The new guidelines from UK video games industry trade body UK Interactive Entertainment (Ukie) regarding loot boxes has been welcomed by one of the organisation’s most actively involved in the debate, EPIC Risk Management.
Dave Sproson, the consultancy’s Head of Safer Gambling, discussed the topic in a recent blog post and BBC interview. Overall, the group believes that the guidelines are a ‘huge step in the right direction,’ but added that more changes are needed.
One of the opening questions asked what are the concerns around loot boxes raised by EPIC and others? Sponson explained that loot boxes – which are included in games as an ad-on to standard play – have potential to cause harm among some groups, but are also not fully understood, particularly by the parents of children who play video games.
“At first glance, loot boxes are seen as a fun addition to a game; they mostly contain cosmetic items such as costumes and appearance modifications for your character,” he said.
“Generally, you can ‘earn’ them for free by playing the game for periods of time and accumulating an in-game currency to spend on the boxes. This differs game by game, but most allow this sort of mechanic.
“The harm starts to occur when you can’t acquire the boxes at a fast enough rate and so many justify spending money by saying it’s saving you the time you can spend with family or friends, rather than spending even longer playing the game.”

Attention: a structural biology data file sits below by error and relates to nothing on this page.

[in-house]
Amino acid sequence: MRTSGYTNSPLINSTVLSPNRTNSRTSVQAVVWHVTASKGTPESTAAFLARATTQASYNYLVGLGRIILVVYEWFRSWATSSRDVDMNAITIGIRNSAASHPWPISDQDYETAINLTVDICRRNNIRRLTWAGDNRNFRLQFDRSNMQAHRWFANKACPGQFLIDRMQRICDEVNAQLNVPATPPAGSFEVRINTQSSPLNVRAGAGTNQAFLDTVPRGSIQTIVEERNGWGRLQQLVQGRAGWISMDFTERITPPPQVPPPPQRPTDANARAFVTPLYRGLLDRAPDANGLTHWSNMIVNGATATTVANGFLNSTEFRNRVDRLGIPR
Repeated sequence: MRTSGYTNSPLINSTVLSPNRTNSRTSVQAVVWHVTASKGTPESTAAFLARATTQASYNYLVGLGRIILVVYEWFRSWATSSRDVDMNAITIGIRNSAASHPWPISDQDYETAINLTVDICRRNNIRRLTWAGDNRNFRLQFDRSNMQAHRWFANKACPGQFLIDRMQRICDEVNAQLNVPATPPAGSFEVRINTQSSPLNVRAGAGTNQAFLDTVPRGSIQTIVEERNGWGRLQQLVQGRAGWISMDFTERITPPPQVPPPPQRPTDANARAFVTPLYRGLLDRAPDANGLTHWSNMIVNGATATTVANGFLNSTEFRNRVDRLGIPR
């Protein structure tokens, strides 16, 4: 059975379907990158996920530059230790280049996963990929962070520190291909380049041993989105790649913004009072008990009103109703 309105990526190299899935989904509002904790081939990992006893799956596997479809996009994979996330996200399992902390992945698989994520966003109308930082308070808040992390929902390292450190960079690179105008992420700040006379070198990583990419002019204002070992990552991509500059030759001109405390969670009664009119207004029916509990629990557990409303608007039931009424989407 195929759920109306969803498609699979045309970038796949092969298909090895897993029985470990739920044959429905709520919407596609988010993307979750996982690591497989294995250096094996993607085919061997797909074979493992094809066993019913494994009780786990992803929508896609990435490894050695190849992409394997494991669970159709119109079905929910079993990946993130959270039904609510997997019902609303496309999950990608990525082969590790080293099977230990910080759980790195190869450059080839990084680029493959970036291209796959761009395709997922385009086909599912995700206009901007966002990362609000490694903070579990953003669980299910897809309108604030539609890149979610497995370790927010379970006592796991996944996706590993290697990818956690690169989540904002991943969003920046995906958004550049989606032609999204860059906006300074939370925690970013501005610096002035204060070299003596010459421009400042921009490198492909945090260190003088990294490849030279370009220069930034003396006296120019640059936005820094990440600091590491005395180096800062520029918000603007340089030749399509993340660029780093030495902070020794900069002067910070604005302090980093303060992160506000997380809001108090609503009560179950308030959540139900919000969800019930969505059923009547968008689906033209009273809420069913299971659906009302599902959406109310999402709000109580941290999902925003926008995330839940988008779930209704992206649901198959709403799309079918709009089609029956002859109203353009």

EPIC has repeatedly cited loot boxes as an area of concern relating to gambling harm, calling for ‘critical’ regulation of the gaming feature in May last year. The group notably called for a ban on the sale of products to under-18s.
The guidance from Ukie, developed in cooperation with the DCMS’ Technical Working Group (TWG) as part of the department’s call for evidence, has encouraged better spending controls and more transparent information on areas such as probability.
This is significant as the primary concern around loot boxes is that under-18s will purchase the product with little to no idea of what added gaming features the asset will unlock. This has been equated by some as a form of gambling or a normalisation of gambling.
This thinking has led to a more hardline approach to loot boxes in some countries, with Belgium and the Netherlands outright banning the products, with Australia also looking towards strengthening its regulation. The UK has not pursued this route, however, and DCMS has faced some criticism over its loot box policies.
Sponson reflected that it is ‘refreshing’ to see movement in loot boxes, a segment of the video games industry which is ‘only growing in size year by year’ – he pointed to an estimation that loot boxes will generate sales of around US$20.2bn by 2025.
He concluded: “Some video game companies release their games for free, knowing children will then spend large sums of money on them, and under 18s make up a huge portion of the above amount spent.
“The most important takeaway from this latest development is that it only highlights the need for education across the board. The education sessions that our teams present in schools are absolutely critical to our aim of prevention, but more than that, we need to raise further awareness among parents and the games industry themselves.”